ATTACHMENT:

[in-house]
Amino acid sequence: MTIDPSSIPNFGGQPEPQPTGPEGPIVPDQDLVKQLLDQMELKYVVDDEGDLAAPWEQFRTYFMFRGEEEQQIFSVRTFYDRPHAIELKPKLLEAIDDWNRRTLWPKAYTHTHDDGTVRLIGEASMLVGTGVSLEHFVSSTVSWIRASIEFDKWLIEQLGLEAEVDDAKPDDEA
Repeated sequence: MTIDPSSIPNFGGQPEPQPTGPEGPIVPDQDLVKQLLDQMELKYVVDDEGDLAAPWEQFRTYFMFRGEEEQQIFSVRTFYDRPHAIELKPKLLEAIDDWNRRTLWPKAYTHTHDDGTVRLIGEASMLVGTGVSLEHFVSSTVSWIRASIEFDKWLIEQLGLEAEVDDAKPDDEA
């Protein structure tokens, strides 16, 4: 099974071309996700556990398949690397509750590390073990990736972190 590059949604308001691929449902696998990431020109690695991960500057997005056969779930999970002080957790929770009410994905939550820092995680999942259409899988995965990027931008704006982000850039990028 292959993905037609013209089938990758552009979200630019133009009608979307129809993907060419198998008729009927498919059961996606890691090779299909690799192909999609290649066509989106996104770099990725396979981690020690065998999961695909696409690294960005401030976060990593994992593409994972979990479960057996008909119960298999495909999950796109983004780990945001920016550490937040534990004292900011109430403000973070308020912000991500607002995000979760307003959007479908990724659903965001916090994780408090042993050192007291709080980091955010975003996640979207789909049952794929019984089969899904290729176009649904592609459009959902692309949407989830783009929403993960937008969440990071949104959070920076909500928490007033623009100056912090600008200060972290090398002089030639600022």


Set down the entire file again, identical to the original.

[in-house]
Amino acid sequence: MTIDPSSIPNFGGQPEPQPTGPEGPIVPDQDLVKQLLDQMELKYVVDDEGDLAAPWEQFRTYFMFRGEEEQQIFSVRTFYDRPHAIELKPKLLEAIDDWNRRTLWPKAYTHTHDDGTVRLIGEASMLVGTGVSLEHFVSSTVSWIRASIEFDKWLIEQLGLEAEVDDAKPDDEA
Repeated sequence: MTIDPSSIPNFGGQPEPQPTGPEGPIVPDQDLVKQLLDQMELKYVVDDEGDLAAPWEQFRTYFMFRGEEEQQIFSVRTFYDRPHAIELKPKLLEAIDDWNRRTLWPKAYTHTHDDGTVRLIGEASMLVGTGVSLEHFVSSTVSWIRASIEFDKWLIEQLGLEAEVDDAKPDDEA
């Protein structure tokens, strides 16, 4: 099974071309996700556990398949690397509750590390073990990736972190 590059949604308001691929449902696998990431020109690695991960500057997005056969779930999970002080957790929770009410994905939550820092995680999942259409899988995965990027931008704006982000850039990028 292959993905037609013209089938990758552009979200630019133009009608979307129809993907060419198998008729009927498919059961996606890691090779299909690799192909999609290649066509989106996104770099990725396979981690020690065998999961695909696409690294960005401030976060990593994992593409994972979990479960057996008909119960298999495909999950796109983004780990945001920016550490937040534990004292900011109430403000973070308020912000991500607002995000979760307003959007479908990724659903965001916090994780408090042993050192007291709080980091955010975003996640979207789909049952794929019984089969899904290729176009649904592609459009959902692309949407989830783009929403993960937008969440990071949104959070920076909500928490007033623009100056912090600008200060972290090398002089030639600022």